That's not entirely true. After all, events are more or less what bins are. But, with Avid for example, the developers took a different approach to bin than other NLEs, which are more tied to standard programming architecture/limitations for bins. For example, in an Avid bin in the icon view, you can freely re-arrange the order of the thumbnails. Much like you would do with an actual storyboard. So, for example, all circle takes can be moved to the top of the bin and everything else below.

Secondly, there is a second frame view, that includes a thumbnail, some basic metadata and then an open text box where the editor can add any info they want. For example, notes, or script lines.

In the list view, bin sorting does not automatically occur whenever a textual change is made. Clips are only sorted when the operator manually initiates an update to the sort. In addition, the sort can be two level. So if you had two separate columns for scenes and takes, the primary sort would sort the clips according to scene numbers and then the secondary sort would arrange takes within the scene groupings.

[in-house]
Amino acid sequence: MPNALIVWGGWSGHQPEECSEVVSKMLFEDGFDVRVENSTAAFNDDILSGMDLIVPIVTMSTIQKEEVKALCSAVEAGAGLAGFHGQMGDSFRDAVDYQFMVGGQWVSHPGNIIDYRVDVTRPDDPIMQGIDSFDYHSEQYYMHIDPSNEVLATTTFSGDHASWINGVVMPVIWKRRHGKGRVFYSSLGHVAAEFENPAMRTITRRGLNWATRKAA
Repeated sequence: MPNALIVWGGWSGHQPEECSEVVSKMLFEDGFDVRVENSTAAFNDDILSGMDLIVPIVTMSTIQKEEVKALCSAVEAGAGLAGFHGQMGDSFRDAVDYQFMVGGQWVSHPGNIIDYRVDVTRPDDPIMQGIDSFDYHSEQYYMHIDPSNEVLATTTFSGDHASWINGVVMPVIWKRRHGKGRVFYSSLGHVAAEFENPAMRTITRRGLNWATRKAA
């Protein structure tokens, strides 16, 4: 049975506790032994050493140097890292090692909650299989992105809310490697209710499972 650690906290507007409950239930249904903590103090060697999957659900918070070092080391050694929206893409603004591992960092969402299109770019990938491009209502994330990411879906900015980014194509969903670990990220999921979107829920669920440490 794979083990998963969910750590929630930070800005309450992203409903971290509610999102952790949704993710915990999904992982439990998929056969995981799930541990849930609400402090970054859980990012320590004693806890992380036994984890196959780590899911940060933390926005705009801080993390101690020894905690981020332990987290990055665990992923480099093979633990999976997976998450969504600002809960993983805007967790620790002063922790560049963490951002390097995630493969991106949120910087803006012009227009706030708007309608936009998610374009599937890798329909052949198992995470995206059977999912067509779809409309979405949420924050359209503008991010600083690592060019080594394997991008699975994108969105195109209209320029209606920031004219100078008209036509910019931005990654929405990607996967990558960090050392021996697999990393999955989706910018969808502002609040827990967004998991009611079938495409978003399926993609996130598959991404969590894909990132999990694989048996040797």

Finally, there's a show/hide function much like in X (though not range-based), except any criterial can be used for show/hide, not simply favorites/rejects.

- Oliver

Oliver Peters - oliverpeters.com


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Bret Williams
Re: Think FCPX's metadata approach is so good?
on Mar 18, 2018 at 4:31:20 pm

And let’s not forget all other NLEs have multiple browser windows. So I can have interview selects open in list view on one part of the screen, and b-roll as thumbnails in another window. GFX perhaps in another window. So when I need an asset there’s not all this mucking about resorting, switching to favorites, switching to list view for VO for a good waveform then back to large thumbnails to view graphics. And to be able to manually sort and edit to timeline like Avid or Premiere would be a big plus.

_______________________________________________________________________
http://BretFX.com FCPX Plugins & Templates for Editors & Motion Graphics Artists